Corporate leaders need to be social
A recent survey by a social media consulting firm found that nearly two-thirds of C-suite executives in the UK believe that leaders who use social media to communicate their core mission and brand values are more trustworthy than those who don’t. The same survey also showed that 62 percent of UK respondents agree that CEO’s participation in social media leads to better leadership, while 69 percent agreed that executive use of social media fosters brand transparency.
There’s been a fair amount of talk about social media and the role it played in the 2015 UK General Election. From Elizabeth Linder (Facebook’s Politics & Government Specialist for Europe, Middle East and Africa) to a group of academics form some of the best-known universities in the UK, we have been treated to post-mortems on the matter. Most of the discussion however has been focused on the electorate and how openly or otherwise they expressed their preferences through their social interactions.
But take a closer look at the Twitter accounts of the main contenders in the General Election, and a very interesting picture starts to emerge – one that points to a clear distinction between those leaders who connect with their social communities and those who don’t. A distinction that has very little to do with the size of their communities, how prolific they are, or how long they have been on Twitter – as the table below shows.
The two winners of the General Election – Cameron and Sturgeon – deployed two contrasting strategies.
A look at Cameron’s social scores (such as frequency of retweets, @mentions per tweet, percentage of tweets being replies) highlights a palpable lack of the ‘social’ dimension in his posts. His scores are symptomatic of an excessively corporate twitter persona focused on broadcasting content out without really interacting to any great degree with his 1 million followers. His is the twitter feed of an executive leader with a full time job, who tweets during weekdays (with Monday being the most active) and within ‘office’ hours. A twitter feed where almost half of his tweets are published using content management platforms, a fairly good indication that those tweets are composed well in advance (most likely by his press office) and carefully queued up for release at strategic times during the day. It would be unfair to chastise him for that, though. Nothing wrong with optimising your social media activity by releasing content at the times when your most influential followers are online… But that strategy can quickly lead to a monologue when social is lacking.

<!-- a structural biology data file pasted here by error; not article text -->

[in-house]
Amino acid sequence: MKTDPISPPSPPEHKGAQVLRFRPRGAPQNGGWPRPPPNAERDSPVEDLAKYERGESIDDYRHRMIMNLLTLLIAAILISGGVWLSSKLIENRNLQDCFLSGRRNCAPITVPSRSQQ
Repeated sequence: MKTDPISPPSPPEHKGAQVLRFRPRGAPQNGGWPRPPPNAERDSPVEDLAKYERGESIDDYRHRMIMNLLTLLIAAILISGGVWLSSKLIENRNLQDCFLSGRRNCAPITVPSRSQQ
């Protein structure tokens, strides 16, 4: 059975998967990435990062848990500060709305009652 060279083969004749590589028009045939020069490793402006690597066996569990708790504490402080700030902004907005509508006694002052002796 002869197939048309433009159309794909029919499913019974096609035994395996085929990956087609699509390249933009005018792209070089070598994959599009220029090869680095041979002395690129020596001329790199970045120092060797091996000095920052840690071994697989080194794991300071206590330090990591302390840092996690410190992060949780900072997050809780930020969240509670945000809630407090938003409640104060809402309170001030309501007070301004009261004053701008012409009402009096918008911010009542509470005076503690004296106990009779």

Table 1 – shaded* cells indicate scores above average (for sample sizes see ‘Analysed tweets’)
During the recent Financial Time’s Digital Media conference, Twitter’s Vice President of Direct Sales for Europe, Bruce Daisley, remarked that Nicola Sturgeon was “superb on Twitter.” And the analytics confirm Daisley’s views. Unlike Cameron, she doesn’t score high on number of followers or the number of retweets her own tweets get. But her scores on key social engagement metrics (such as the number of reciprocated follows, and how many times she retweets others or directly replies to or mentions them) are significantly higher than those of Cameron.
Figure 1 – comparison produced with SocialBro
Nicola is indeed superb at connecting with her Twitter community through magnifying their voice (retweeting their content), engaging with them (replying to their tweets) and being more active on the days and times that her community is more active (her top day for Tweeting is Saturday, and most of her tweets go out around late afternoon and evenings). And she’s also extremely good at giving her feed a conversational tone that is almost absent from the feeds of the other leaders. Her feed has a high percentage of rich content with over 60 percent of her tweets containing a photo. Sentiment-wise her scores also speak of someone who is skilled at transmitting a positive and sociable persona. But the most telling sign of how good she is on Twitter is the fact that unlike Cameron and Milliband (who don’t follow her), she follows both of them on Twitter!
Cameron, in typical style, went corporate – broadcasting at… Sturgeon connected with…
Success on social media demands a significant amount of personal engagement. Trust is at the core of the leader-follower relationship in the social space. An individual who wants to lead must establish and maintain trust with their followers.
Leaders using social media in their role as leaders to create an environment of openness and transparency in their organisations need to be comfortable with crossing the boundaries between their own social media persona and that of their organisations. And they need to be skilled (and have the time!) to own the voice in their personal account and have the time – as it seems to be the case with Sturgeon judging from the tweet here – to invest in keeping the conversation flowing and being ‘social’ as opposed to ‘corporate’.
Yes. Tweeting ‘in real time’ is a risky business specially when stakes are high. But it is certainly not impossible and can be incorporated into a holistic brand strategy. This is especially true for those leaders who have practiced their leadership skills through a range of different media, and for whom social media will be less of an intimidating channel.
There is no denying that in today’s web-connected world, corporate leaders who embrace social media gain a competitive edge by connecting and having meaningful conversations with their constituents, showcasing their corporate culture and above all, demonstrating thought leadership.
The key question here is how much of their content is driven by social behaviours, and how much of it is pre-produced and queued by the suffocating hordes of PR consultants that carefully manicure their public personas.